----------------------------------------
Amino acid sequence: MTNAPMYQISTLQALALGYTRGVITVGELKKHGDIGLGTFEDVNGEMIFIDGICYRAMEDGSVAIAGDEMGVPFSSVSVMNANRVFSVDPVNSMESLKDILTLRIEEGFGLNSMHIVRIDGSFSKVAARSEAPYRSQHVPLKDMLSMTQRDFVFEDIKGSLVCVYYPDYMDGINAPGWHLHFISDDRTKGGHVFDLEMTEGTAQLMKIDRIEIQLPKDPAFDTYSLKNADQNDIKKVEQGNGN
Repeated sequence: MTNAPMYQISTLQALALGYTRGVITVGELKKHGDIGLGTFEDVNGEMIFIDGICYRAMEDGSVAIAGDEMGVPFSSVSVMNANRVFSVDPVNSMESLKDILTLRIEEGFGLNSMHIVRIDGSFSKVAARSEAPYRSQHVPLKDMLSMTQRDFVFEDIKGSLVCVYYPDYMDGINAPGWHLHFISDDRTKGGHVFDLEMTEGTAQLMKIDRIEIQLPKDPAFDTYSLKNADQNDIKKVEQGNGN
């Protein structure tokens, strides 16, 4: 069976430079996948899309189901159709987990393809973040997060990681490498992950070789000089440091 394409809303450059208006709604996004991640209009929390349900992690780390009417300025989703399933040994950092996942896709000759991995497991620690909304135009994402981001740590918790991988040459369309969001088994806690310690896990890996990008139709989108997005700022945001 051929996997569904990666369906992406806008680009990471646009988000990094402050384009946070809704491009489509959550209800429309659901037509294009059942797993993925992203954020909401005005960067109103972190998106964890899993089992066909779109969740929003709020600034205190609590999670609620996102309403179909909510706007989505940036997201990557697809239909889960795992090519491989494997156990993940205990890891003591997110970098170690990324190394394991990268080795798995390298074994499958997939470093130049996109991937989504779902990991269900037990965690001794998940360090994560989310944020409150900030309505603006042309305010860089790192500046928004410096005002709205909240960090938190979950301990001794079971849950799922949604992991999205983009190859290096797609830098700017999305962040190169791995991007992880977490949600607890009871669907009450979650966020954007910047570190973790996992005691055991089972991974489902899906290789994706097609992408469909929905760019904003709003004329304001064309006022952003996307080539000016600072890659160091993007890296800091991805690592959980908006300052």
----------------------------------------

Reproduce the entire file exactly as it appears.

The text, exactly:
Amino acid sequence: MTNAPMYQISTLQALALGYTRGVITVGELKKHGDIGLGTFEDVNGEMIFIDGICYRAMEDGSVAIAGDEMGVPFSSVSVMNANRVFSVDPVNSMESLKDILTLRIEEGFGLNSMHIVRIDGSFSKVAARSEAPYRSQHVPLKDMLSMTQRDFVFEDIKGSLVCVYYPDYMDGINAPGWHLHFISDDRTKGGHVFDLEMTEGTAQLMKIDRIEIQLPKDPAFDTYSLKNADQNDIKKVEQGNGN
Repeated sequence: MTNAPMYQISTLQALALGYTRGVITVGELKKHGDIGLGTFEDVNGEMIFIDGICYRAMEDGSVAIAGDEMGVPFSSVSVMNANRVFSVDPVNSMESLKDILTLRIEEGFGLNSMHIVRIDGSFSKVAARSEAPYRSQHVPLKDMLSMTQRDFVFEDIKGSLVCVYYPDYMDGINAPGWHLHFISDDRTKGGHVFDLEMTEGTAQLMKIDRIEIQLPKDPAFDTYSLKNADQNDIKKVEQGNGN
């Protein structure tokens, strides 16, 4: 069976430079996948899309189901159709987990393809973040997060990681490498992950070789000089440091 394409809303450059208006709604996004991640209009929390349900992690780390009417300025989703399933040994950092996942896709000759991995497991620690909304135009994402981001740590918790991988040459369309969001088994806690310690896990890996990008139709989108997005700022945001 051929996997569904990666369906992406806008680009990471646009988000990094402050384009946070809704491009489509959550209800429309659901037509294009059942797993993925992203954020909401005005960067109103972190998106964890899993089992066909779109969740929003709020600034205190609590999670609620996102309403179909909510706007989505940036997201990557697809239909889960795992090519491989494997156990993940205990890891003591997110970098170690990324190394394991990268080795798995390298074994499958997939470093130049996109991937989504779902990991269900037990965690001794998940360090994560989310944020409150900030309505603006042309305010860089790192500046928004410096005002709205909240960090938190979950301990001794079971849950799922949604992991999205983009190859290096797609830098700017999305962040190169791995991007992880977490949600607890009871669907009450979650966020954007910047570190973790996992005691055991089972991974489902899906290789994706097609992408469909929905760019904003709003004329304001064309006022952003996307080539000016600072890659160091993007890296800091991805690592959980908006300052």